Since the received signal is divided into two parts, the division is considered a loss in both the main path and the coupled path. Additionally, filtering introduces some additional losses. In order to maintain appropriate base station system sensitivity levels, the receiving signal is preferably amplified at some point of the receiving leg. In the embodied example, masthead amplifiers 193, 194 are arranged at the ends of the feeders close to the antenna connectors. A masthead amplifier is a low noise amplifier used to compensate the losses between the antenna connector and base transceiver station input connector.
On the basis of the invented solution, co-siting base stations may share the antennas and the antenna feeders and provide receiver diversity by using only the existing antenna connector configuration. This makes it possible to add a new base station beside of an existing base station without essential additional hardware and/or software changes in either of the base stations. Since no tailored features are required, diversity co-siting of base stations of different vendors becomes easier. Due to cross-feeding in the connection unit, the antennas and feeders can be effectively used for main and diversity reception, and there is actually no need to add new antennas and antenna feeders for diversity purposes only. A guard band is not necessarily required, so that the available frequency block of the site is optimally utilized.
The configuration is simple, which keeps the cost of the system reasonable. Furthermore, no on-site tuning is mandatorily required, due to which also commissioning and maintenance costs may be kept at a low level. Since no filtering is necessary before the division, the configuration is applicable to sub-banded base stations as well. All in all, an optimised combination fulfilling a number of economic and technical requirements posed by sharing antennas for diversity reception is achieved.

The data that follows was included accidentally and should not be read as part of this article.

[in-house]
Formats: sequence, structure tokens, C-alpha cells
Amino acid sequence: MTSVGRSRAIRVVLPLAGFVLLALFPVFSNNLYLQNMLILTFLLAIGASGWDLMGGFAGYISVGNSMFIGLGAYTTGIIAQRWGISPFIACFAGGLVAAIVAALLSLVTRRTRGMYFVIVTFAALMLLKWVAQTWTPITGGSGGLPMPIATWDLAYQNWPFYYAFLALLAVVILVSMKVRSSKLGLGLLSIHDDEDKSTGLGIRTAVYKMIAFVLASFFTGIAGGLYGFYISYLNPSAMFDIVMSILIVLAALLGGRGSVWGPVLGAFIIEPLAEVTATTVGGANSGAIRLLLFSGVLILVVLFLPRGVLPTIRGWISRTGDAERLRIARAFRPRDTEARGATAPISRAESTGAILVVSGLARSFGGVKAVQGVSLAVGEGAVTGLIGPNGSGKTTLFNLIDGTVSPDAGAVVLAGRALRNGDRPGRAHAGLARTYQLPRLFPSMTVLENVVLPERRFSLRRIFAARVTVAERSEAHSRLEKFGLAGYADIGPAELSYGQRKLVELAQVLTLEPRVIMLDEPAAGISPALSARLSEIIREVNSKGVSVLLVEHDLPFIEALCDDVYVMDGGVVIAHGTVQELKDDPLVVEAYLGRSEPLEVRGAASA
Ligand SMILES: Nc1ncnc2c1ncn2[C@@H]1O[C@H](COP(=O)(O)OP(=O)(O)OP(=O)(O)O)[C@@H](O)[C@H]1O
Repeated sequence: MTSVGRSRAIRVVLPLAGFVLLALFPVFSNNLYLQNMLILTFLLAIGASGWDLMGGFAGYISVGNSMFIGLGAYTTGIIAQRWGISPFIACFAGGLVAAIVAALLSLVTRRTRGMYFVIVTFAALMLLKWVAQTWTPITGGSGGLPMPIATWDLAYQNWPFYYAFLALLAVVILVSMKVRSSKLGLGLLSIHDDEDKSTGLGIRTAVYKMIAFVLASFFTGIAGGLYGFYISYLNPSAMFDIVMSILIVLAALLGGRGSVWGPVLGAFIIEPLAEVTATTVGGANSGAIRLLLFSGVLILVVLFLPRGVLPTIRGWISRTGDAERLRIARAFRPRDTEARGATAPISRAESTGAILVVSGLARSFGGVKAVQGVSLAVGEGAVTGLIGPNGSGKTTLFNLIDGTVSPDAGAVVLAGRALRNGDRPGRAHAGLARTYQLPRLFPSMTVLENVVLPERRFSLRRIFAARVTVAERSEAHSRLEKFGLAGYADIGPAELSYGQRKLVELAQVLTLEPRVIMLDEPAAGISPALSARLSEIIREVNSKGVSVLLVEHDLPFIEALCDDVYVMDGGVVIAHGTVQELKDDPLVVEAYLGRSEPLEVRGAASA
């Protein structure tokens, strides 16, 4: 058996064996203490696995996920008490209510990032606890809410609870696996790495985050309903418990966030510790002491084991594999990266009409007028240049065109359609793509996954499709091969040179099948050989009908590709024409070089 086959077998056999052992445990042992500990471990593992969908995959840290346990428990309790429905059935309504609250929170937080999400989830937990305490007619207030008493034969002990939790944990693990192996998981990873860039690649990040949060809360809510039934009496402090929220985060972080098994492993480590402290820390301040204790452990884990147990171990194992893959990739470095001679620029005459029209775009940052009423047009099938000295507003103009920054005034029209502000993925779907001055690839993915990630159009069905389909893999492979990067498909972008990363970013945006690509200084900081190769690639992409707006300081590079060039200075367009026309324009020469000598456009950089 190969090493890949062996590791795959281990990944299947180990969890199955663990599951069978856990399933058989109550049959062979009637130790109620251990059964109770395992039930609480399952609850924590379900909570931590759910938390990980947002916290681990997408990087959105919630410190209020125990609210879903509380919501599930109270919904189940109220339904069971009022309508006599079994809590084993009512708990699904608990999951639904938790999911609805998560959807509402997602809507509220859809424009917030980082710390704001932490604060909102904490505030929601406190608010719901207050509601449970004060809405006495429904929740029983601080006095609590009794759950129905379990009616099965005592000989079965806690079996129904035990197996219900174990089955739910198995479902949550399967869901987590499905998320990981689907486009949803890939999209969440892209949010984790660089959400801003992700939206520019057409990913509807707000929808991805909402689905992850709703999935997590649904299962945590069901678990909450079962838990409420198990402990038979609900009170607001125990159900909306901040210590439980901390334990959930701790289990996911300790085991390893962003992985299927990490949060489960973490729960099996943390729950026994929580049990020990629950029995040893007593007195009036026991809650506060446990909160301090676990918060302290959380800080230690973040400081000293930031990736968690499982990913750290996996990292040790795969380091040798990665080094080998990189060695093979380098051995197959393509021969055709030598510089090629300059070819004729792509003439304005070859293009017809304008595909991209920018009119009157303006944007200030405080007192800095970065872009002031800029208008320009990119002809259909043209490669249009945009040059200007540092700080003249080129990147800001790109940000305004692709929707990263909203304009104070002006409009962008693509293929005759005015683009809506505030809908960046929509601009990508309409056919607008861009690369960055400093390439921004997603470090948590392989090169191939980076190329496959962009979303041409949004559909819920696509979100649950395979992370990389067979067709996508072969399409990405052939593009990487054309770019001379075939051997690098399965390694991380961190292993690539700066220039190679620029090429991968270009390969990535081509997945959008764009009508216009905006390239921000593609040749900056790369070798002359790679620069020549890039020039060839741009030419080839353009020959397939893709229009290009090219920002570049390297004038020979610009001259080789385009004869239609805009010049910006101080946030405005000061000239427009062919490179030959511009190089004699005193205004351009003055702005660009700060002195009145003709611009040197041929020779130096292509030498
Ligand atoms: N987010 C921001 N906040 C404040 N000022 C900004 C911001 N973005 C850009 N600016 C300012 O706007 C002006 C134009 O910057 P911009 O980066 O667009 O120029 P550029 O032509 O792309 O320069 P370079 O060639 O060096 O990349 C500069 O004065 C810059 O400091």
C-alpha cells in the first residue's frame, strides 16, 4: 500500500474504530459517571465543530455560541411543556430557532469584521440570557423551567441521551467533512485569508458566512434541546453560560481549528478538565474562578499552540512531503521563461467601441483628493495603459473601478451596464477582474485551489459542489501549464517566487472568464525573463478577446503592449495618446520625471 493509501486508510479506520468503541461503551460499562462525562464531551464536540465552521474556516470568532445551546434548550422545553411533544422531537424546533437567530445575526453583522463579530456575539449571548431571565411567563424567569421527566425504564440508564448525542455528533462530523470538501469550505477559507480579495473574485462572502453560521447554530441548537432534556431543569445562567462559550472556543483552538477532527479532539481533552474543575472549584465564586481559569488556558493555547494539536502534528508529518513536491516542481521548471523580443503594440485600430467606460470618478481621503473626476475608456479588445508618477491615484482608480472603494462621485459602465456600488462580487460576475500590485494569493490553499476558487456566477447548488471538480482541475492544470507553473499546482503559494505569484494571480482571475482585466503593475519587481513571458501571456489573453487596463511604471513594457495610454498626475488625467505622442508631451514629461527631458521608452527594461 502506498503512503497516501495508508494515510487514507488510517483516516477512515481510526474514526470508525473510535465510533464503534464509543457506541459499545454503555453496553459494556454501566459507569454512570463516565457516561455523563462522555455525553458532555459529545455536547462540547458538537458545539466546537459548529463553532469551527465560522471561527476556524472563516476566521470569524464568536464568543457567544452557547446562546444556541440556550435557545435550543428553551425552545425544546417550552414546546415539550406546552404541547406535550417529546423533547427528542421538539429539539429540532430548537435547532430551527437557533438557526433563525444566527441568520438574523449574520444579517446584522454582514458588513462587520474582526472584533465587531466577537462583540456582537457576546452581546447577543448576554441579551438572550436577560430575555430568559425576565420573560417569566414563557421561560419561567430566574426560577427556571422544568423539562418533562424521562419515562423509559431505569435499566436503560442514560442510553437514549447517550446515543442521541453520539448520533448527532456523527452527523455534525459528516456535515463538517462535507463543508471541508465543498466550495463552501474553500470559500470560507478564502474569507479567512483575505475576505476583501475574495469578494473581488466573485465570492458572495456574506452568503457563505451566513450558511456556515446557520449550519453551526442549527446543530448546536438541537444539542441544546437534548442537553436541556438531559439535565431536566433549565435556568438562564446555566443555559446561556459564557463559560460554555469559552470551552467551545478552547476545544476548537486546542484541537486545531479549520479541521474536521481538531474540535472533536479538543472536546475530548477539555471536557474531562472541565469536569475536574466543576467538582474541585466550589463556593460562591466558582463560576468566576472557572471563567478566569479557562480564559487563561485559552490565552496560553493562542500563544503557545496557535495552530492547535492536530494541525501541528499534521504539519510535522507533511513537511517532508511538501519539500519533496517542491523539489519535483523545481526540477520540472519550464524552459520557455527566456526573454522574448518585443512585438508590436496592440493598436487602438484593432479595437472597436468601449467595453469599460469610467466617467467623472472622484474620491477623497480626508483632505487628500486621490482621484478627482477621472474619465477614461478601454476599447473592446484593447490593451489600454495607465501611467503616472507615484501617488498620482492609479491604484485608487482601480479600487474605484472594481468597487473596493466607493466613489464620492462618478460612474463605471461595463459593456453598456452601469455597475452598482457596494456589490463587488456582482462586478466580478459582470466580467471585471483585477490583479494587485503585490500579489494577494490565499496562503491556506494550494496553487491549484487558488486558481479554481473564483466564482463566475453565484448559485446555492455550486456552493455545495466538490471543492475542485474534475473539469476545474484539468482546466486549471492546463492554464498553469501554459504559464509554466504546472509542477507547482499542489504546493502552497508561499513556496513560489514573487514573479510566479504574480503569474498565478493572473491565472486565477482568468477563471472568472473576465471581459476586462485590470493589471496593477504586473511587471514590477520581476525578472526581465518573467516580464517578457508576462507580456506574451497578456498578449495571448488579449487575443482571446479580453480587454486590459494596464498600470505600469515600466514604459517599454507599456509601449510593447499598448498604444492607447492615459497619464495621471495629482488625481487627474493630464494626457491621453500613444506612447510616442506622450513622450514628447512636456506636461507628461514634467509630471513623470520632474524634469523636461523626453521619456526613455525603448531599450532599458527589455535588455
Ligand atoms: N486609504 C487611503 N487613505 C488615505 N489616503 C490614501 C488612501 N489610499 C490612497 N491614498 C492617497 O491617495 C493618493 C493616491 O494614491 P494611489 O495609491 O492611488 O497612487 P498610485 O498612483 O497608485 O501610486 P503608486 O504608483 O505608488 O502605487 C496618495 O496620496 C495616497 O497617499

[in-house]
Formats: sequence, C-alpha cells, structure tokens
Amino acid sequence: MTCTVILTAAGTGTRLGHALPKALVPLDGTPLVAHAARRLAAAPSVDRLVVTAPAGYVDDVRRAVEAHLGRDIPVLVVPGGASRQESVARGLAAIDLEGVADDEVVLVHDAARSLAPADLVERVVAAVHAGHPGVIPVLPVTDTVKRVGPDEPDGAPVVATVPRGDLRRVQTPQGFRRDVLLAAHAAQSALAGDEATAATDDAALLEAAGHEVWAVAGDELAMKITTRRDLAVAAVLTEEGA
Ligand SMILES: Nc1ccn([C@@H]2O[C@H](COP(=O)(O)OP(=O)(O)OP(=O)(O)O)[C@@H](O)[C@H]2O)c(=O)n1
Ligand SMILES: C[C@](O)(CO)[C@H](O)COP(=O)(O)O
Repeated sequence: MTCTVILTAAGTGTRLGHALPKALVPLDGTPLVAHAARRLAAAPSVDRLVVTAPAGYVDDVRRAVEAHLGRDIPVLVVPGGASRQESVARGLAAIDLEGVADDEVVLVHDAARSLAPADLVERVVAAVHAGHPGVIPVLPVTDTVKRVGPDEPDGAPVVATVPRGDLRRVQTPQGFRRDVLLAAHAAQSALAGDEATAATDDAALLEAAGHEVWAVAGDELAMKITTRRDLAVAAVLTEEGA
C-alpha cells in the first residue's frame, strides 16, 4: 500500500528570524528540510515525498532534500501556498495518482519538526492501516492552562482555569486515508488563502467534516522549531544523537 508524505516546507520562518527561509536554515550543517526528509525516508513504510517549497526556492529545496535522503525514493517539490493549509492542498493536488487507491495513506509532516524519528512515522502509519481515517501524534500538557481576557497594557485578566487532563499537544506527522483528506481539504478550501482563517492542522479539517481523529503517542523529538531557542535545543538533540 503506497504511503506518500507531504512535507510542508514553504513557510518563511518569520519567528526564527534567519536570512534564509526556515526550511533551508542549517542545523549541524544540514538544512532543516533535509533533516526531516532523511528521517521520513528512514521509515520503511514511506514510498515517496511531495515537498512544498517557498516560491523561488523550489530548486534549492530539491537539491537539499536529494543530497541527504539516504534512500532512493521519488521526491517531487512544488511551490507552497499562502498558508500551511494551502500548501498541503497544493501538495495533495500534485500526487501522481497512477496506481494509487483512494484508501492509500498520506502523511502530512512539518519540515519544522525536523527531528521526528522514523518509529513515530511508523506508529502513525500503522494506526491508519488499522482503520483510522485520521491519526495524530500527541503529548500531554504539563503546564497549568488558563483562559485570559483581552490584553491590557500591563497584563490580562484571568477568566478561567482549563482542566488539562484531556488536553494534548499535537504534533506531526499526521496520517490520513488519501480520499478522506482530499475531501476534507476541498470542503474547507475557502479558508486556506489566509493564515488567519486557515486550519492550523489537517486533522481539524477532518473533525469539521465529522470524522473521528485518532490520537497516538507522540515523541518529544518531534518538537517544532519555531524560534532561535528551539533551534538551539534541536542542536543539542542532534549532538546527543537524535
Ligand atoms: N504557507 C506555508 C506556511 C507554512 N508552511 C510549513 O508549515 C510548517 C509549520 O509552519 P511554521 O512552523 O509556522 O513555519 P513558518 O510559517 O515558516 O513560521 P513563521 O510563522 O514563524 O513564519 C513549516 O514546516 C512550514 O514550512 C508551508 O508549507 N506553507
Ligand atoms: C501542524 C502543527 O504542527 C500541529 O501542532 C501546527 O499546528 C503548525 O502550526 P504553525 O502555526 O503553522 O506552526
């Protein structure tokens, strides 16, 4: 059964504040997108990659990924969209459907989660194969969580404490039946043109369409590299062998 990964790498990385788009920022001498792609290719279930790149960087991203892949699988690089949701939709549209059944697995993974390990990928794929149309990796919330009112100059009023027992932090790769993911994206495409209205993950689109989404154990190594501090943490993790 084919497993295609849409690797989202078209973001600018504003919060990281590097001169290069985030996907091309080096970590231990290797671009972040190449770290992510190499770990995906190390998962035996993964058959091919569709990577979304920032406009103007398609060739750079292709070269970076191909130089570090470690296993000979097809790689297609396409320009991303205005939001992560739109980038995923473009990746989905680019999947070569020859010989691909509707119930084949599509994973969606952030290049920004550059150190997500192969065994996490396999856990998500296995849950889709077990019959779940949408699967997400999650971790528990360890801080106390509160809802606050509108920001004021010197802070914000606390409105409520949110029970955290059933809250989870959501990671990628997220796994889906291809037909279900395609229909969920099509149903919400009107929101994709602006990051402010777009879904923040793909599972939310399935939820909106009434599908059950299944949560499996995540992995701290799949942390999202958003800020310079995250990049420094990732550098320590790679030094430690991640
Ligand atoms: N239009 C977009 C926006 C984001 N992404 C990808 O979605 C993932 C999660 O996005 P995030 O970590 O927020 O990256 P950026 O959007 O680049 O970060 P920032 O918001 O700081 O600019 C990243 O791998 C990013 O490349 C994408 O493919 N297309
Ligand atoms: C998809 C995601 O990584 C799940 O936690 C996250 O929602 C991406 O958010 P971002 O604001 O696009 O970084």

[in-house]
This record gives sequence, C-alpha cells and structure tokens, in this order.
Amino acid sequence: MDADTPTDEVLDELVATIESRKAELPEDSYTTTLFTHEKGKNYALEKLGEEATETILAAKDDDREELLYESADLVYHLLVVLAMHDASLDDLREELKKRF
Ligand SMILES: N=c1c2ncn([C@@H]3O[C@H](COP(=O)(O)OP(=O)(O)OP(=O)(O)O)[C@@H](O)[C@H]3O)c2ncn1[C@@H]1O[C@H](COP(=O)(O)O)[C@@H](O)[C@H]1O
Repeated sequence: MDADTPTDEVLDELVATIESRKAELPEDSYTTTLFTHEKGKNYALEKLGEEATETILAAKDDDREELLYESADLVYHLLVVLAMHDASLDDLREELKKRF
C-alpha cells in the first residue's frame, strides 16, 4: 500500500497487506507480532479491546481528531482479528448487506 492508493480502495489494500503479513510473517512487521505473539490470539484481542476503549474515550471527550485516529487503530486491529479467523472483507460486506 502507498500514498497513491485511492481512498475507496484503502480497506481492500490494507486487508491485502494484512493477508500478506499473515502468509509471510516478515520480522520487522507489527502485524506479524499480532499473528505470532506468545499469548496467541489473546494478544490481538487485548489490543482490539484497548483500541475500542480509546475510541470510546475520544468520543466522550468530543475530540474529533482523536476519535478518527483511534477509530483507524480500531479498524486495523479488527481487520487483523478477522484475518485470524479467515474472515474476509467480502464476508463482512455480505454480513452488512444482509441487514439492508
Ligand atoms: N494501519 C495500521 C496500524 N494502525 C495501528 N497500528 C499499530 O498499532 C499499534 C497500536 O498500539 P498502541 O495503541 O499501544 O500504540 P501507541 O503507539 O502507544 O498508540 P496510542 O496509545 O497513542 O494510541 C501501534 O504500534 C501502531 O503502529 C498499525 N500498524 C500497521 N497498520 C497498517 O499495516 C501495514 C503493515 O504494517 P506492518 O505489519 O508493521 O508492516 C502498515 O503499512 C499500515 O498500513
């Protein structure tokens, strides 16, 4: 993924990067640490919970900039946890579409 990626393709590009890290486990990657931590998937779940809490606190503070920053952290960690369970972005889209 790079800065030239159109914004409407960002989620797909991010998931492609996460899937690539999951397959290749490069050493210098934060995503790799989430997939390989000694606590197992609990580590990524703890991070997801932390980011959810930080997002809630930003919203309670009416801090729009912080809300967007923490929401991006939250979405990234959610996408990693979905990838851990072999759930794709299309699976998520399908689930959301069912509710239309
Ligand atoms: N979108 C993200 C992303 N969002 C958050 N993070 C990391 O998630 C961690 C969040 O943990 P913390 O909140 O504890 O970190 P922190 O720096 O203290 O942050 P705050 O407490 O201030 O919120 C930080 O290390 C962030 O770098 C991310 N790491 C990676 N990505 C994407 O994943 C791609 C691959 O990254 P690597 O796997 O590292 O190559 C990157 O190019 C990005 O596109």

Part of the selective tuning associated with the directional coupling may be performed within the connection unit or at any stage in the diversity reception path.
In the current embodiment, the two radio frequency interfaces of the first base station comprise a duplexed transmitting and main receiving port TX1/MainRX 502 and a duplexed transmitting and diversity receiving port TX2/DivRX 504. As in
The transmission path of the second feeder port 552 comprises a frequency selective directional coupler 559 with internal termination 560, a receiver band bass filter 561 and an internal receiver band bass filter 562, similar to the configuration of
It is, however, clear that the configuration of
The advantage of the configuration of
It will be obvious to a person skilled in the art that, as the technology advances, the inventive concept can be implemented in various ways. The invention and its embodiments are not limited to the examples described above but may vary within the scope of the claims.
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|US20150372396 *||Feb 6, 2013||Dec 24, 2015||Telefonaktiebolaget L M Ericsson (Publ)||Antenna Arrangement for Multiple Frequency Band Operation|
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|U.S. Classification||455/272, 455/526, 455/500, 455/562.1, 455/561|
|International Classification||H04B7/02, H04B, H04B1/06, H04B7/08, H04W88/08|
|Cooperative Classification||H04B7/022, H04W88/08, H04B7/0825|
|Jul 27, 2005||AS||Assignment|
Owner name: NOKIA CORPORATION, FINLAND
Free format text: ASSIGNMENT OF ASSIGNORS INTEREST;ASSIGNOR:AHONPAA, TIMO;REEL/FRAME:016817/0404
Effective date: 20050609
|Feb 21, 2008||AS||Assignment|
Owner name: NOKIA SIEMENS NETWORKS OY, FINLAND
Free format text: ASSIGNMENT OF ASSIGNORS INTEREST;ASSIGNOR:NOKIA CORPORATION;REEL/FRAME:020550/0001
Effective date: 20070913
Owner name: NOKIA SIEMENS NETWORKS OY,FINLAND
Free format text: ASSIGNMENT OF ASSIGNORS INTEREST;ASSIGNOR:NOKIA CORPORATION;REEL/FRAME:020550/0001
Effective date: 20070913
|Sep 8, 2011||FPAY||Fee payment|
Year of fee payment: 4
|Nov 19, 2014||AS||Assignment|
Owner name: NOKIA SOLUTIONS AND NETWORKS OY, FINLAND
Free format text: CHANGE OF NAME;ASSIGNOR:NOKIA SIEMENS NETWORKS OY;REEL/FRAME:034294/0603
Effective date: 20130819
|Sep 1, 2015||FPAY||Fee payment|
Year of fee payment: 8